• Engine
    SC 3.0L V6
  • Power
    333 HP / 325 LB-FT
  • Transmission
    8-Speed Automatic
  • 0-60 Time
    5.2 Seconds
  • Top Speed
    130 MPH
  • Drivetrain
    All-Wheel Drive
  • Engine Placement
  • Curb Weight
    4,288 LBS
  • Seating
  • MPG
    20 City / 30 HWY
  • Base Price
  • As Tested Price
Daily Driver videos are micro-reviews of vehicles in theAutoblog test fleet, reviewed by the staffers who drive them every day. Today's Daily Driver features the 2016 Audi A6, reviewed by Seyth Miersma.

You can watch the video above or read a transcript below. Watch more Autoblog videos at /videos.
Show full video transcript text
Hey, all. This is Seyth with Autoblog, and I'm in the 2016 Audi A7 3.0. It's interesting, initially, I thought that I wouldn't do any kind of video review on this car because I've already done reviews on the Audi RS7 and the Audi S7. I didn't want to be overly heavy handed on the Audi A7 range, but I thought I'd at least do a quick update because it's a little bit interesting to compare and contrast all three versions of the car.

This A7 has got a supercharged 3.0-liter V6 engine. It makes 333 horsepower, 325 pound-feet of torque. The MSRP starts around $69,000 when you factor in the destination charge. The one that I'm driving is right around $78,000. You look around the cabin, and you see typically nice Audi fare. It definitely feels like you're in a high-end car. Compare that to the S7, and you lose about 120 horsepower, and you add to that sticker price around $14,000. Move up to the RS7, which if you'll remember I characterized as a supercar with a hatchback, you're down way more than 200 horsepower and right around $35,000.

When you take the step down especially in power you expect that the performance is not only going to lag but might be a little bit disappointing being as I was in the fancier ones first. The truth is after all these miles, this car is really fantastic especially the RS7. It really surprised me with its ability to combine just crazy good performance with great livability, never overly harsh, not a lot of impact noises. The suspension didn't beat you up. All that is obviously true of this A7 too. You don't have that top end and maybe not all of the outright ability, but it still feels very capable and a lot of fun to drive when you want to push it. You get a powerful V6, which makes the car feel pretty damn fast. Now as I'm speeding along here, I don't get the same sort of aural enjoyment from this car as I do from the V8s. Those guys just sound crazy good especially when you're really getting into it. The V6 you really got to work at to hear even, but it's satisfying, and it just feels nice and light and powerful when you're going down the road.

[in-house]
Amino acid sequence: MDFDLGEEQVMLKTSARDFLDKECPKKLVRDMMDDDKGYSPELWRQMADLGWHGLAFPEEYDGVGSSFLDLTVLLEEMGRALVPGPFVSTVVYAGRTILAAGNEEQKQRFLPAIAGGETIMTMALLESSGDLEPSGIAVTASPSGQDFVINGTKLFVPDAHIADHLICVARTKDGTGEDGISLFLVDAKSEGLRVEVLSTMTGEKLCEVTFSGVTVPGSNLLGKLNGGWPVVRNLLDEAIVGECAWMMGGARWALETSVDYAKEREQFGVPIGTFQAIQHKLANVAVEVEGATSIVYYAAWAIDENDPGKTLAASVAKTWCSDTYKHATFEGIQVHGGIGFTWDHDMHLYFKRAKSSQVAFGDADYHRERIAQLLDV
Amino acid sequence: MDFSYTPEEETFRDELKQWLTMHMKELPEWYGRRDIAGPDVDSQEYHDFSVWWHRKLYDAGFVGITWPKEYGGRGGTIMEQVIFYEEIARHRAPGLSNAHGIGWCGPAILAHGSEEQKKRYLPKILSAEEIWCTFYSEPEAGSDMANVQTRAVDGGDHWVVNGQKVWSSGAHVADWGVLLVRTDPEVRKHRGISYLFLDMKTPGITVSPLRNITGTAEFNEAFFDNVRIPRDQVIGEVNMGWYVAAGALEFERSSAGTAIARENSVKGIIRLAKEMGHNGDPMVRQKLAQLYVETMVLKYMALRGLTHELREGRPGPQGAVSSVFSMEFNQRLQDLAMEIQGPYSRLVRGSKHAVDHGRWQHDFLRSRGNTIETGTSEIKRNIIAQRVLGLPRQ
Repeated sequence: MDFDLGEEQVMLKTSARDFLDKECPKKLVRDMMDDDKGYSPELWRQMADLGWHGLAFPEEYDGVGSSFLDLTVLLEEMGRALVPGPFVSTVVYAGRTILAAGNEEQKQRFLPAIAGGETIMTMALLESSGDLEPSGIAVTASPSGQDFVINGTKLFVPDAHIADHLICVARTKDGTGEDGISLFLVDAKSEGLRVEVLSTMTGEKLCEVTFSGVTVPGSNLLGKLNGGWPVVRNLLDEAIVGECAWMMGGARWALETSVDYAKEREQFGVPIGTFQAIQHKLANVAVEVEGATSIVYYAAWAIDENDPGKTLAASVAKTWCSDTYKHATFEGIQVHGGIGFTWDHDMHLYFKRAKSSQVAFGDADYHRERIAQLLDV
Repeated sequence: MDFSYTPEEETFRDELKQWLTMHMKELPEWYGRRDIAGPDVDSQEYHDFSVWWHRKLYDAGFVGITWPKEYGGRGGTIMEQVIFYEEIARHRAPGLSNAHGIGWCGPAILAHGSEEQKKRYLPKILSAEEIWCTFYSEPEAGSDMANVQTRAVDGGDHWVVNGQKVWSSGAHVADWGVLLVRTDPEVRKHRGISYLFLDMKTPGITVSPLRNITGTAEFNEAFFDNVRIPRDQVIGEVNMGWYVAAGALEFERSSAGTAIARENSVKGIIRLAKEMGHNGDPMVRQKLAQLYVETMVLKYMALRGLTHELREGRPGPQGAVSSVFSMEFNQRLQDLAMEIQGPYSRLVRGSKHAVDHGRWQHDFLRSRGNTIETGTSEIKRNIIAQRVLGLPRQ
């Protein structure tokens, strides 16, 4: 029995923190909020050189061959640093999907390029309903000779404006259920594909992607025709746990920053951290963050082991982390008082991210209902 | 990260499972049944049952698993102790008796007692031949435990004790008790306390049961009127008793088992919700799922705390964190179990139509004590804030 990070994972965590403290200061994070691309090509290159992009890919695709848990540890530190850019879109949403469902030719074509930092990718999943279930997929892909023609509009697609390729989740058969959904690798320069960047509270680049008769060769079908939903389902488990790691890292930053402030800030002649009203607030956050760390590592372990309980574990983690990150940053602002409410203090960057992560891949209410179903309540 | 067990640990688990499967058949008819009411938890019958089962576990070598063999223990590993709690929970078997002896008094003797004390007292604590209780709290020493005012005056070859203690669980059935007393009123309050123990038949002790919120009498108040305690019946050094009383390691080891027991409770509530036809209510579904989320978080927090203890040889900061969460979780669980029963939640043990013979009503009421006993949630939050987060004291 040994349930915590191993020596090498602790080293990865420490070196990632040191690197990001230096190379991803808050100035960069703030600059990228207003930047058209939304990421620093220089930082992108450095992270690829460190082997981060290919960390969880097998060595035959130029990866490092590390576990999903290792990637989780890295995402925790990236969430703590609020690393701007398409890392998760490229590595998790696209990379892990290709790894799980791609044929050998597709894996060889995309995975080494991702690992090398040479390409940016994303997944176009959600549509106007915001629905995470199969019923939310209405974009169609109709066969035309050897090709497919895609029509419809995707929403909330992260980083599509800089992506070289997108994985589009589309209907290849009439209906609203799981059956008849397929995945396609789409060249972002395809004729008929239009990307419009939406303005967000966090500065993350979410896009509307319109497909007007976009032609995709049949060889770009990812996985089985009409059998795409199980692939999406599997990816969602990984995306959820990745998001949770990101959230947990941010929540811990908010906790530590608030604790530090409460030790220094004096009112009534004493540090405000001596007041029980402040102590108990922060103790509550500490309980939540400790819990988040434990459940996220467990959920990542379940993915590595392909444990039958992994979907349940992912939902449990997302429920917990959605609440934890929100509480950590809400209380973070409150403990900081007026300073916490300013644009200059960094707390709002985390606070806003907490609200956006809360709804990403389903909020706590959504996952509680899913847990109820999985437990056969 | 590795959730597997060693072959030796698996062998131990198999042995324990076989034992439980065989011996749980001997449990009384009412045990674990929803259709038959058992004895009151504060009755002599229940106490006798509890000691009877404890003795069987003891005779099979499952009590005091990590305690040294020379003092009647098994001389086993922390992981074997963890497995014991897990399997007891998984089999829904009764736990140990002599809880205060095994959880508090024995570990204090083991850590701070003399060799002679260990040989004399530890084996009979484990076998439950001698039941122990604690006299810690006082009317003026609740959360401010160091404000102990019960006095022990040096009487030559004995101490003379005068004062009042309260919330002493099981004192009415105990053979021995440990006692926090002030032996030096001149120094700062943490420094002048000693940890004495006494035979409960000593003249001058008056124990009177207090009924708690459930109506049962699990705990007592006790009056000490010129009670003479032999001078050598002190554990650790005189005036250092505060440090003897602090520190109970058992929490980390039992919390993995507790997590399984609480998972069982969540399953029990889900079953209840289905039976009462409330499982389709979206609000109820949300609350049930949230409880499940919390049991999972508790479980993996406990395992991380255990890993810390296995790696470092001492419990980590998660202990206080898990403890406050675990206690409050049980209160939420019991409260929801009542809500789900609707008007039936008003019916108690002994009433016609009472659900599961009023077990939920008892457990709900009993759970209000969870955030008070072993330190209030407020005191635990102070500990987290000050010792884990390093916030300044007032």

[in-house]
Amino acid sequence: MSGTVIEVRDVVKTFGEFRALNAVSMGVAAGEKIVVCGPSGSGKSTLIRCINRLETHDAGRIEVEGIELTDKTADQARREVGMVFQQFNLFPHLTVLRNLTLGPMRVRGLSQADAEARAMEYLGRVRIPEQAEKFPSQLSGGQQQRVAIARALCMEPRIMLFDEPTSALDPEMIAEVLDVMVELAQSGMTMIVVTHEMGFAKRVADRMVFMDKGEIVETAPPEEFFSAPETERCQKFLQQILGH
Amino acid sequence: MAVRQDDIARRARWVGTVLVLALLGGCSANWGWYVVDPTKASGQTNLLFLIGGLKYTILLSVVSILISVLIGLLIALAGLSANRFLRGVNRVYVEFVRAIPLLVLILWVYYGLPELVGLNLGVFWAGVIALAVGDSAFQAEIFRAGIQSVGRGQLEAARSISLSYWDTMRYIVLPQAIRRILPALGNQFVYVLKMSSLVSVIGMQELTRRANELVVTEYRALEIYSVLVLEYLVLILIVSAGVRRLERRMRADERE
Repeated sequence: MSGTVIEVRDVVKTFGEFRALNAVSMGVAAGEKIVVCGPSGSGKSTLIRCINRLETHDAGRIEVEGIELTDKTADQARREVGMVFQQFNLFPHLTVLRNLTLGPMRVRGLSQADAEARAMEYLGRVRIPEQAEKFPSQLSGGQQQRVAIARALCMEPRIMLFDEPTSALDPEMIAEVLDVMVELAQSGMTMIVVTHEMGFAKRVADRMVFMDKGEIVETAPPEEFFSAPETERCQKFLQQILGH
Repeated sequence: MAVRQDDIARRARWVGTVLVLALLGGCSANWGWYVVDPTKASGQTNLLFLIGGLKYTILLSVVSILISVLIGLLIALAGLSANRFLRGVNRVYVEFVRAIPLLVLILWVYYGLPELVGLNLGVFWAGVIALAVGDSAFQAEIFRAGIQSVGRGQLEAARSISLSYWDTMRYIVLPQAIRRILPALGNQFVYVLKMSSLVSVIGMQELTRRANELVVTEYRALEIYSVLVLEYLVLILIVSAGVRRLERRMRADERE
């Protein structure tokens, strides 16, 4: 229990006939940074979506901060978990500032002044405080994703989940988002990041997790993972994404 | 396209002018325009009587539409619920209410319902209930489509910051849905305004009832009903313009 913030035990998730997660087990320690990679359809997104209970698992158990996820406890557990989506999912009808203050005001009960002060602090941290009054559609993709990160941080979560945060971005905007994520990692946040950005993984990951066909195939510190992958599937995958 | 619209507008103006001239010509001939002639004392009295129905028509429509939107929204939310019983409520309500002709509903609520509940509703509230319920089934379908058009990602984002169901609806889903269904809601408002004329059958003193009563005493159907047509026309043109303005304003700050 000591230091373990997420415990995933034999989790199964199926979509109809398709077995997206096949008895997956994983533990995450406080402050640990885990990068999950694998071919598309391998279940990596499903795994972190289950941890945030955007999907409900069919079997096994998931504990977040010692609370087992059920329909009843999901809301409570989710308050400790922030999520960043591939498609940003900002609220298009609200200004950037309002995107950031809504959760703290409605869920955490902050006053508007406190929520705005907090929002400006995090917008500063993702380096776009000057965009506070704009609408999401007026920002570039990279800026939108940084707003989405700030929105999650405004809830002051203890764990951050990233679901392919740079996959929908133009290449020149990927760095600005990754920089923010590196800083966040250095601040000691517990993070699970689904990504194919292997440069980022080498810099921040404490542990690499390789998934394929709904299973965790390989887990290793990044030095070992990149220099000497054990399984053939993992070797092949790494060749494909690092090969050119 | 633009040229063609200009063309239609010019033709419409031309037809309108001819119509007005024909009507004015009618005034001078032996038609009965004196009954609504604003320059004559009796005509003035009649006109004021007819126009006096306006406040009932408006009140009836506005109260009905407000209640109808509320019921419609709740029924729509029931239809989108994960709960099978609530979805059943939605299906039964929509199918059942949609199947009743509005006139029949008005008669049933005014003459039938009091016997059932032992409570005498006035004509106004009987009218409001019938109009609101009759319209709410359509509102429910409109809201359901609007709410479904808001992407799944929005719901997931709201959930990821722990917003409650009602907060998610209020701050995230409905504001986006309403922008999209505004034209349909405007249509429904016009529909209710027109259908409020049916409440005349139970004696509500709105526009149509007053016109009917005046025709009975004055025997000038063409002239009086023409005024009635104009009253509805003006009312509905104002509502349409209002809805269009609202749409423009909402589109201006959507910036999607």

I mean, really, in the final analysis, what you get with the A7 is just about everything you get with even all the way up to the RS7 on a 90 percentile case. You get the looks, you get more or less the same interior, different seats, but these seats are good. You get the same type of presence, you get performance around town, mostly the same level of performance that most people are willing to use just about everywhere. I mean, that's great because what you really end up with is a car that more people can afford, more people can enjoy, and they don't have to feel bad about it or like they're missing out at all.

What do you lose? You lose the ability to brag that you've got one of the fastest, baddest ass cars on the block certainly versus the RS7 but even the S7 is super fast, looks really cool and for the Audi faithful, for the fanboys out there, they really get a little bit more excited when they see one. You'd be excited to have it in your driveway too.

I'm happy that you tuned into watch, and we will see you soon.

Autoblog accepts vehicle loans from auto manufacturers with a tank of gas and sometimes insurance for the purpose of evaluation and editorial content. Like most of the auto news industry, we also sometimes accept travel, lodging and event access for vehicle drive and news coverage opportunities. Our opinions and criticism remain our own — we do not accept sponsored editorial.

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